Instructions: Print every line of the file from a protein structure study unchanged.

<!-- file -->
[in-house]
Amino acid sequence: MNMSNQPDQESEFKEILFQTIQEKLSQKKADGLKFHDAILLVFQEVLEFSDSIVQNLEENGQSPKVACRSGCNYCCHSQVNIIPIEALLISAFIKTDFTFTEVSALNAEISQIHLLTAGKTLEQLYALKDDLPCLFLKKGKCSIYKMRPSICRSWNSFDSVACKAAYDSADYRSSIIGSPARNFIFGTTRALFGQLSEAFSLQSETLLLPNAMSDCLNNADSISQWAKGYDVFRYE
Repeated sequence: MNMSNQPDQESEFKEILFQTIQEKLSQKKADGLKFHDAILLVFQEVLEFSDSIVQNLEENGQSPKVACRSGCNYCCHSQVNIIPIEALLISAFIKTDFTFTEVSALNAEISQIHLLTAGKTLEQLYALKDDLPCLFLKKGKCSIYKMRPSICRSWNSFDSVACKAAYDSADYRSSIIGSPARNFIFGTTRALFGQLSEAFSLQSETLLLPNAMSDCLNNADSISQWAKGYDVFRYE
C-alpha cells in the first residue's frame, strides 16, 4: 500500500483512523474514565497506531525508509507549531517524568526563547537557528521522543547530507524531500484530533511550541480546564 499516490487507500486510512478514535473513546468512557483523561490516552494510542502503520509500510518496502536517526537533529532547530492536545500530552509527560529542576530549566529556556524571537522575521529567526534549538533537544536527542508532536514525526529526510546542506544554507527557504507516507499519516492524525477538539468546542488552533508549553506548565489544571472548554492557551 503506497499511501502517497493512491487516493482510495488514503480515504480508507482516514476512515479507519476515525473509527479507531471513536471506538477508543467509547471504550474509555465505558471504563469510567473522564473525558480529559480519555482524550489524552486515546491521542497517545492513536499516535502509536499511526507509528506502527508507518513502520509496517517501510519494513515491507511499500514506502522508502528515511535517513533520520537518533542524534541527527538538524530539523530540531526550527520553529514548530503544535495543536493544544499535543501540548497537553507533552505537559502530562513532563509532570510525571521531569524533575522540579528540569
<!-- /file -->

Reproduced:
[in-house]
Amino acid sequence: MNMSNQPDQESEFKEILFQTIQEKLSQKKADGLKFHDAILLVFQEVLEFSDSIVQNLEENGQSPKVACRSGCNYCCHSQVNIIPIEALLISAFIKTDFTFTEVSALNAEISQIHLLTAGKTLEQLYALKDDLPCLFLKKGKCSIYKMRPSICRSWNSFDSVACKAAYDSADYRSSIIGSPARNFIFGTTRALFGQLSEAFSLQSETLLLPNAMSDCLNNADSISQWAKGYDVFRYE
Repeated sequence: MNMSNQPDQESEFKEILFQTIQEKLSQKKADGLKFHDAILLVFQEVLEFSDSIVQNLEENGQSPKVACRSGCNYCCHSQVNIIPIEALLISAFIKTDFTFTEVSALNAEISQIHLLTAGKTLEQLYALKDDLPCLFLKKGKCSIYKMRPSICRSWNSFDSVACKAAYDSADYRSSIIGSPARNFIFGTTRALFGQLSEAFSLQSETLLLPNAMSDCLNNADSISQWAKGYDVFRYE
C-alpha cells in the first residue's frame, strides 16, 4: 500500500483512523474514565497506531525508509507549531517524568526563547537557528521522543547530507524531500484530533511550541480546564 499516490487507500486510512478514535473513546468512557483523561490516552494510542502503520509500510518496502536517526537533529532547530492536545500530552509527560529542576530549566529556556524571537522575521529567526534549538533537544536527542508532536514525526529526510546542506544554507527557504507516507499519516492524525477538539468546542488552533508549553506548565489544571472548554492557551 503506497499511501502517497493512491487516493482510495488514503480515504480508507482516514476512515479507519476515525473509527479507531471513536471506538477508543467509547471504550474509555465505558471504563469510567473522564473525558480529559480519555482524550489524552486515546491521542497517545492513536499516535502509536499511526507509528506502527508507518513502520509496517517501510519494513515491507511499500514506502522508502528515511535517513533520520537518533542524534541527527538538524530539523530540531526550527520553529514548530503544535495543536493544544499535543501540548497537553507533552505537559502530562513532563509532570510525571521531569524533575522540579528540569